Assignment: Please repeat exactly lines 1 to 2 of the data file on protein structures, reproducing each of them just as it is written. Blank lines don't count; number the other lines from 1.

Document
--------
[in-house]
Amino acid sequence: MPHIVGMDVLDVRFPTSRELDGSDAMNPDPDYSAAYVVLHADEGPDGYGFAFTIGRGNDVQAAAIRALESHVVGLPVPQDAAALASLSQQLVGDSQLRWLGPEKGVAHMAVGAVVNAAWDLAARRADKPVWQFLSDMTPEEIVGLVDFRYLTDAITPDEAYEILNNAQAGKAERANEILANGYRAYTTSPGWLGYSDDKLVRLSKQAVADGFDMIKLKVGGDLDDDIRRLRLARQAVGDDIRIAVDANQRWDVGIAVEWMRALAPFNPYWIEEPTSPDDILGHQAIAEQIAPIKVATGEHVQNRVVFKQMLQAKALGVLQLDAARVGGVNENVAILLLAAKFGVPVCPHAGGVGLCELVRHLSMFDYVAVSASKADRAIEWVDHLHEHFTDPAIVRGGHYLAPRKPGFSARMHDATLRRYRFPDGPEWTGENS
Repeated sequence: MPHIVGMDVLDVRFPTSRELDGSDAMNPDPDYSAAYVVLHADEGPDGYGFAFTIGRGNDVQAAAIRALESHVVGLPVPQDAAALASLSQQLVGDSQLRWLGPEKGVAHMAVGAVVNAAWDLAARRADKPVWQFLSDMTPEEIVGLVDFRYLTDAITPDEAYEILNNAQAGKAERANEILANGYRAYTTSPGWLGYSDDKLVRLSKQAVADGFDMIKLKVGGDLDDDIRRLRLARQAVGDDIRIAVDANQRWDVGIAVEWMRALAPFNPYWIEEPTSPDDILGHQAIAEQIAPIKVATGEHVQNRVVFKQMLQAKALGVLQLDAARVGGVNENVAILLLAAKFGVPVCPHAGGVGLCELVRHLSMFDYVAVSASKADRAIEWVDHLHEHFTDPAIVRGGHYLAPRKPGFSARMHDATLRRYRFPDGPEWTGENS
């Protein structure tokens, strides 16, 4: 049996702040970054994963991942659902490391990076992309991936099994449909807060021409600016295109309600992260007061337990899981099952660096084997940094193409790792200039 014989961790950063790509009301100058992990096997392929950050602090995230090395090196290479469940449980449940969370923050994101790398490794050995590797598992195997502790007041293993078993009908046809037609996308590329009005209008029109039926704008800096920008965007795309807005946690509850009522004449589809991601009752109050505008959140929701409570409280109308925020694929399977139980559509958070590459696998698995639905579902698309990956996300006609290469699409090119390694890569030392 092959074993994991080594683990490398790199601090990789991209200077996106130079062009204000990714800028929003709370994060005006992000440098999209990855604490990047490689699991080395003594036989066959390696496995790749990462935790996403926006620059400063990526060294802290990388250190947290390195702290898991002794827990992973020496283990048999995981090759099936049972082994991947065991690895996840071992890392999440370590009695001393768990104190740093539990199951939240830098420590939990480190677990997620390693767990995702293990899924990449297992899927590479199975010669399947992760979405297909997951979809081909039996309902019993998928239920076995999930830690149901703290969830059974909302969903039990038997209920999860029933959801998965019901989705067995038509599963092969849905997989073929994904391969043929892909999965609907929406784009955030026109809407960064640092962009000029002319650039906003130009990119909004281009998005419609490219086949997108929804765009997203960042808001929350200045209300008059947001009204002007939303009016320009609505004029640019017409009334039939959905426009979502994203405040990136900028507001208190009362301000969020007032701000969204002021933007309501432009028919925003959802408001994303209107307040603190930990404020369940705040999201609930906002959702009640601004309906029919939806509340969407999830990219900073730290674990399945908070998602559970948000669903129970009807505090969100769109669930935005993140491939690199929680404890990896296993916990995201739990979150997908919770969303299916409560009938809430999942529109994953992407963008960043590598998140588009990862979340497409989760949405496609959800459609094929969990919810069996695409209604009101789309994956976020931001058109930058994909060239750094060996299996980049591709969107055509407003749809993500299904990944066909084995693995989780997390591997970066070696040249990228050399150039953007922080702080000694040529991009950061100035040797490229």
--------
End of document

[in-house]
Amino acid sequence: MPHIVGMDVLDVRFPTSRELDGSDAMNPDPDYSAAYVVLHADEGPDGYGFAFTIGRGNDVQAAAIRALESHVVGLPVPQDAAALASLSQQLVGDSQLRWLGPEKGVAHMAVGAVVNAAWDLAARRADKPVWQFLSDMTPEEIVGLVDFRYLTDAITPDEAYEILNNAQAGKAERANEILANGYRAYTTSPGWLGYSDDKLVRLSKQAVADGFDMIKLKVGGDLDDDIRRLRLARQAVGDDIRIAVDANQRWDVGIAVEWMRALAPFNPYWIEEPTSPDDILGHQAIAEQIAPIKVATGEHVQNRVVFKQMLQAKALGVLQLDAARVGGVNENVAILLLAAKFGVPVCPHAGGVGLCELVRHLSMFDYVAVSASKADRAIEWVDHLHEHFTDPAIVRGGHYLAPRKPGFSARMHDATLRRYRFPDGPEWTGENS